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Patriarchs In Black – Reach For The Scars Award winner

Patriarchs In Black
Reach For The Scars
by Justin "Witty City" Wittenmeier at 04 July 2022, 4:16 AM

Dan Lorenzo, who began his career with thrasher HADES, is a human riff machine who has been highly prolific since his return to the music scene upon the release of VESSEL OF LIGHT’s debut EP in 2017, a project he formed with ANCIENT VVISDOM’s Nathan Opposition. It hasn’t even been a full year since his release from another band of his, CASSIUS KING’s 2021 metal romp “Field Trip,” and he has already returned. This time the moniker is PATRIARCHS IN BLACK, a band he has formed with Johnny Kelly, a staple of the scene from legends TYPE O NEGATIVE, DANZIG, among many others.  Kelly was quoted as saying, “All roads lead to BLACK SABBATH.”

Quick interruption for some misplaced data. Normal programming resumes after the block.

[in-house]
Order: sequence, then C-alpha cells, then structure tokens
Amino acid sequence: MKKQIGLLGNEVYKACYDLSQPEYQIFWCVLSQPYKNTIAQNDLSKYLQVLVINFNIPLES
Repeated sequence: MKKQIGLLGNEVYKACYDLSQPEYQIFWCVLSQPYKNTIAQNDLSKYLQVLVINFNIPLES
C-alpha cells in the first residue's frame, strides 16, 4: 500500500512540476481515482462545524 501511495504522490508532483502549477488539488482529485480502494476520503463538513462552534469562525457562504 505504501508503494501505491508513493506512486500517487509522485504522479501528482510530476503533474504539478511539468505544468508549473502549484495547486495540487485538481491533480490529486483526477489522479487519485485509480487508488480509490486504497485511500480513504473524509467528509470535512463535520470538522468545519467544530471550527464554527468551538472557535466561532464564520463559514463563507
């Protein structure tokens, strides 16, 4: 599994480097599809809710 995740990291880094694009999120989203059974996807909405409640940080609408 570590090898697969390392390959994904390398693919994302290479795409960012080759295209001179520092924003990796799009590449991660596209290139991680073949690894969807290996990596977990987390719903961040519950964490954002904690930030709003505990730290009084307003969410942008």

Important words, indeed because I would say that is a pretty damn accurate representation of the band, and album as a whole.  Are they a SABBATH clone?  No, they don’t actually sound similar to them but the same idea is there: huge riffs that combine doom, groove, and traditional heavy metal into one colossal, and catchy, sound. There are a shit ton of great guitarists in the metal world but few of them actually take the time to write actual, true to life guitar riffs.  Dan’s mastery over this art is second to none and “Reach For The Scars,” furthers cements his legacy.

In addition to Dan’s riffs and Johnny’s ever impressive drumming, the album is stacked to hell and back with some truly standout guest stars, for both vocals and bass.  All of them do an incredible job but I’m most excited by Karl Agell, the vocalist of CORROSION OF CONFORMITY on their classic album, “Blind.”  He sounds amazing and well within his element—it feels so good to hear his voice again.  His performance is energetic so it is obviously he enjoyed his time recording as well; he even has song writing credits.  Other vocalists include John Kosco (DROPBOX),  Rob Traynor (BLACK WATER RISING), Dewey Bragg (KILL DEVIL HILL), Dan Nastasi (NON-FICTION, MUCKY PUP), and Jimmy Gnecco (OURS).